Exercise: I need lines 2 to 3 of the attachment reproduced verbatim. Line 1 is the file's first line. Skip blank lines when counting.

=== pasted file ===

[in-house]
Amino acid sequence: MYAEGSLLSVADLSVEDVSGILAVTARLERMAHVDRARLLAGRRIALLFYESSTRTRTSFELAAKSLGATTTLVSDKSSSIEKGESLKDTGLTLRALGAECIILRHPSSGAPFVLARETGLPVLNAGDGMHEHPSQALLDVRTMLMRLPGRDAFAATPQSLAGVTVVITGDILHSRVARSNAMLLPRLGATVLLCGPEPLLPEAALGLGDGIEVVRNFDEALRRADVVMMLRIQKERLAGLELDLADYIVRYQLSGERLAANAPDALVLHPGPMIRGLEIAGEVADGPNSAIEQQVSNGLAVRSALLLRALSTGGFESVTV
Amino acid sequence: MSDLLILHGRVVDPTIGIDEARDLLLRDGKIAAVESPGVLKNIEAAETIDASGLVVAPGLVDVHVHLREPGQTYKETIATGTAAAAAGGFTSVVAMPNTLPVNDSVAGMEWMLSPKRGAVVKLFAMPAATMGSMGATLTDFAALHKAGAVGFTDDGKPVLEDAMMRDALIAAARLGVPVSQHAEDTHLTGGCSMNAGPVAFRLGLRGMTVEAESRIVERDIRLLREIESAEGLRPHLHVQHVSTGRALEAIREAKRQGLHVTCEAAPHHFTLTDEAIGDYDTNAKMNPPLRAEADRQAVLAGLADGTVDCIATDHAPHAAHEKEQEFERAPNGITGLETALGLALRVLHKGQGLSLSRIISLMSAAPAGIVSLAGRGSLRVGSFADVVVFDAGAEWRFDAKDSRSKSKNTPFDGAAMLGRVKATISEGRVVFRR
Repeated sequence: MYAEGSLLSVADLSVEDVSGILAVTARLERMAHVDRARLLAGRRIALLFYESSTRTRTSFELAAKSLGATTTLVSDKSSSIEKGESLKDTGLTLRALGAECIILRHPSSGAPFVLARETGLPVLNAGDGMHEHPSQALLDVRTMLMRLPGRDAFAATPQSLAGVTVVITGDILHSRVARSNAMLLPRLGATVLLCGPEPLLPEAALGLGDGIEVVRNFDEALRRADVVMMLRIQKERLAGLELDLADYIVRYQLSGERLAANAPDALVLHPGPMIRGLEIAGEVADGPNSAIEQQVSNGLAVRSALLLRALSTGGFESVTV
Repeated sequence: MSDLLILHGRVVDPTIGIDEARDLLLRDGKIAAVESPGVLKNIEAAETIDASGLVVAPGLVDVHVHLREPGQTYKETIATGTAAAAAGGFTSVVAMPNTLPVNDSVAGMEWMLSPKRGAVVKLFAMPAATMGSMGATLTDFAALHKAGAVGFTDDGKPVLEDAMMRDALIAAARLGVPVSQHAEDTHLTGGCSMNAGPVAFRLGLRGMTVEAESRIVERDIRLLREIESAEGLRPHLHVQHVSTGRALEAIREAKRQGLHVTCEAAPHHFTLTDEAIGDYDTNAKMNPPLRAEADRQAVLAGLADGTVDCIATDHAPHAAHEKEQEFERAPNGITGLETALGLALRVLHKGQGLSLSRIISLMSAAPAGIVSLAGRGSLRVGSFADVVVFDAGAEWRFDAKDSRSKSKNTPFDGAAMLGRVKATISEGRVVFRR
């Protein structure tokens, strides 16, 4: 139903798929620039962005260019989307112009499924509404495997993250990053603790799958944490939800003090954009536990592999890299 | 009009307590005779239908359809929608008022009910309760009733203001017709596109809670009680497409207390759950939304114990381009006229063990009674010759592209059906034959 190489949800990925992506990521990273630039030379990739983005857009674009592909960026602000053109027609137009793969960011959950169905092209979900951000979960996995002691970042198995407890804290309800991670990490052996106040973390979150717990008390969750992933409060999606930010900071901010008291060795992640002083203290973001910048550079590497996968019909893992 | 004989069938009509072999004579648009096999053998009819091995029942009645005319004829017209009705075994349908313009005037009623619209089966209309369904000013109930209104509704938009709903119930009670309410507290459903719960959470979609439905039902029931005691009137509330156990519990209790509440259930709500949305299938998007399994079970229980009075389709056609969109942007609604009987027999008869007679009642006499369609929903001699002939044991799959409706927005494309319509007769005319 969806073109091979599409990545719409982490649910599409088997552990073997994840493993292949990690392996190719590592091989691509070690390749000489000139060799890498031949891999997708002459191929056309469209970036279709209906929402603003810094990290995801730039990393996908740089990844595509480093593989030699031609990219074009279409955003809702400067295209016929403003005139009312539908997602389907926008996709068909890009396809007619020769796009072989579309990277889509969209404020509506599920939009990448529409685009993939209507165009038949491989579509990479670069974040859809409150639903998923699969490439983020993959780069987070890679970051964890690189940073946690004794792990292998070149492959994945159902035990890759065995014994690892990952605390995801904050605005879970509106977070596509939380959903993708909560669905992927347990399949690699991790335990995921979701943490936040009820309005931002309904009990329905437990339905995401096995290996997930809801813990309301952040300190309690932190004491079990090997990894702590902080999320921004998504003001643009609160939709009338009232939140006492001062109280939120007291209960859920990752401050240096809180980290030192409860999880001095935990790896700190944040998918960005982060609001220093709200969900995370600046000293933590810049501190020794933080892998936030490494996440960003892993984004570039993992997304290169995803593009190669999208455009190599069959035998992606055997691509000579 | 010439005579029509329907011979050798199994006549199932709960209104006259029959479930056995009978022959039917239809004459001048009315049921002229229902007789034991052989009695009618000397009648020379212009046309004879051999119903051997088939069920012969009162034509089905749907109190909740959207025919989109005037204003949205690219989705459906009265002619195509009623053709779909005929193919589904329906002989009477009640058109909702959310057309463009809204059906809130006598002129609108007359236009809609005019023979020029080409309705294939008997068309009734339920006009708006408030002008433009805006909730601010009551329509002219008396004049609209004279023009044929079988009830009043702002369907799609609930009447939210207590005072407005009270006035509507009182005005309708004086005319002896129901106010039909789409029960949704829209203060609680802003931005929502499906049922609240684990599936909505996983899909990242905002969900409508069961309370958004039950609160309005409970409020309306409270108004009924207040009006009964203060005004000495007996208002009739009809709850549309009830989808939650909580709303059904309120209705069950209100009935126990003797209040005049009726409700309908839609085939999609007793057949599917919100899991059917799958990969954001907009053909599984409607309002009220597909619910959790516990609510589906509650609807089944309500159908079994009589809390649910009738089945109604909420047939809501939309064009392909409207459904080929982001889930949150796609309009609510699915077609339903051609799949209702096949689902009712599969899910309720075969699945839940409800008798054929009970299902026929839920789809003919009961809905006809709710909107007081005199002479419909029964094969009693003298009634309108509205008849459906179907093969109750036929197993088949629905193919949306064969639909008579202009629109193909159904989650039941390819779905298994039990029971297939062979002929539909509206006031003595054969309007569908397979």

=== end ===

Amino acid sequence: MYAEGSLLSVADLSVEDVSGILAVTARLERMAHVDRARLLAGRRIALLFYESSTRTRTSFELAAKSLGATTTLVSDKSSSIEKGESLKDTGLTLRALGAECIILRHPSSGAPFVLARETGLPVLNAGDGMHEHPSQALLDVRTMLMRLPGRDAFAATPQSLAGVTVVITGDILHSRVARSNAMLLPRLGATVLLCGPEPLLPEAALGLGDGIEVVRNFDEALRRADVVMMLRIQKERLAGLELDLADYIVRYQLSGERLAANAPDALVLHPGPMIRGLEIAGEVADGPNSAIEQQVSNGLAVRSALLLRALSTGGFESVTV
Amino acid sequence: MSDLLILHGRVVDPTIGIDEARDLLLRDGKIAAVESPGVLKNIEAAETIDASGLVVAPGLVDVHVHLREPGQTYKETIATGTAAAAAGGFTSVVAMPNTLPVNDSVAGMEWMLSPKRGAVVKLFAMPAATMGSMGATLTDFAALHKAGAVGFTDDGKPVLEDAMMRDALIAAARLGVPVSQHAEDTHLTGGCSMNAGPVAFRLGLRGMTVEAESRIVERDIRLLREIESAEGLRPHLHVQHVSTGRALEAIREAKRQGLHVTCEAAPHHFTLTDEAIGDYDTNAKMNPPLRAEADRQAVLAGLADGTVDCIATDHAPHAAHEKEQEFERAPNGITGLETALGLALRVLHKGQGLSLSRIISLMSAAPAGIVSLAGRGSLRVGSFADVVVFDAGAEWRFDAKDSRSKSKNTPFDGAAMLGRVKATISEGRVVFRR